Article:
The district judge who presided over the trial where Adamson was convicted denied Adamson's motion for transcripts, determining that Adamson “ha[d] not identified any timely, colorable claim to which the requested documents would be relevant.” The judge noted that Adamson could obtain court documents by paying the clerk's standard charges.
Adamson asked the court to reconsider its ruling. He indicated that the transcripts were relevant to preparing a second § 2255 motion based on the alleged newly discovered evidence. If the court was unwilling to reconsider its ruling, Adamson asserted, the district judge “can no longer call himself ‘fair and impartial,’ and should accordingly recuse himself from this case.” The district judge summarily denied the motion for reconsideration or recusal. Adamson now appeals the denial of his second motion for documents and his motion for reconsideration or recusal.1
On appeal, Adamson argues that the district court abused its discretion when it denied his motion for documents. He maintains that he was entitled to the documents upon a showing of need and that the court failed to address his claims of actual innocence and prosecutorial misconduct. He also argues that the documents will show that he is entitled to relief via a second 28 U.S.C. § 2255 motion, which was a valid reason for the court to grant his motion. Alternatively, Adamson asks that we construe his brief as a motion for leave to file a second § 2255 motion and then grant the construed motion. Finally, Adamson argues that the district judge was biased and should have recused himself.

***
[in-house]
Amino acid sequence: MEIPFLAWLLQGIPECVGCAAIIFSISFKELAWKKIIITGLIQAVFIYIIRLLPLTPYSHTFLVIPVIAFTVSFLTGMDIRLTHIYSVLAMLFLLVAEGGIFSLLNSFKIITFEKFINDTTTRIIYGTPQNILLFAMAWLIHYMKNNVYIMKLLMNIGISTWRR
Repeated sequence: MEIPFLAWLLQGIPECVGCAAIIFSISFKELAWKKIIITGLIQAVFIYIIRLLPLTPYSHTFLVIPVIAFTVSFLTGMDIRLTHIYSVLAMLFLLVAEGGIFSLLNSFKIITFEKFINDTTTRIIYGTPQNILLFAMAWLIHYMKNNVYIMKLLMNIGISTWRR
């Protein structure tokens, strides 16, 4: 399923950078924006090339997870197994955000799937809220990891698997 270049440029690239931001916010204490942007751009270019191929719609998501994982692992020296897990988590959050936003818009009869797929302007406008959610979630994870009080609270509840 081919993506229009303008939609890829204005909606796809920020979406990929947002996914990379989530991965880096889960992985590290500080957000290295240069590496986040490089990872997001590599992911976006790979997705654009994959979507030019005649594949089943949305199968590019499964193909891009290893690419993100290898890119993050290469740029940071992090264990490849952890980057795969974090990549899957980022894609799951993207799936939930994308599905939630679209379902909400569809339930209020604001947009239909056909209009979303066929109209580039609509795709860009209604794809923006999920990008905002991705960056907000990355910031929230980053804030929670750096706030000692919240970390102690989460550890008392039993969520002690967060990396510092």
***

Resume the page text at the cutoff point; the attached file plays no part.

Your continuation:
We review the denial of Adamson's post-judgment motion for documents for an abuse of discretion. See Green v. Union Foundry Co., 281 F.3d 1229, 1233 (11th Cir. 2002) (noting that we review “the denial of post-judgment motions under an abuse of discretion standard”); United States v. Quinn, 123 F.3d 1415, 1425 (11th Cir. 1997) (reviewing the denial of a criminal defendant's discovery motion for abuse of discretion). Motions for recusal and reconsideration are reviewed for an abuse of discretion. United States v. Amedeo, 487 F.3d 823, 828 (11th Cir. 2007); United States v. Simms, 385 F.3d 1347, 1356 (11th Cir. 2004).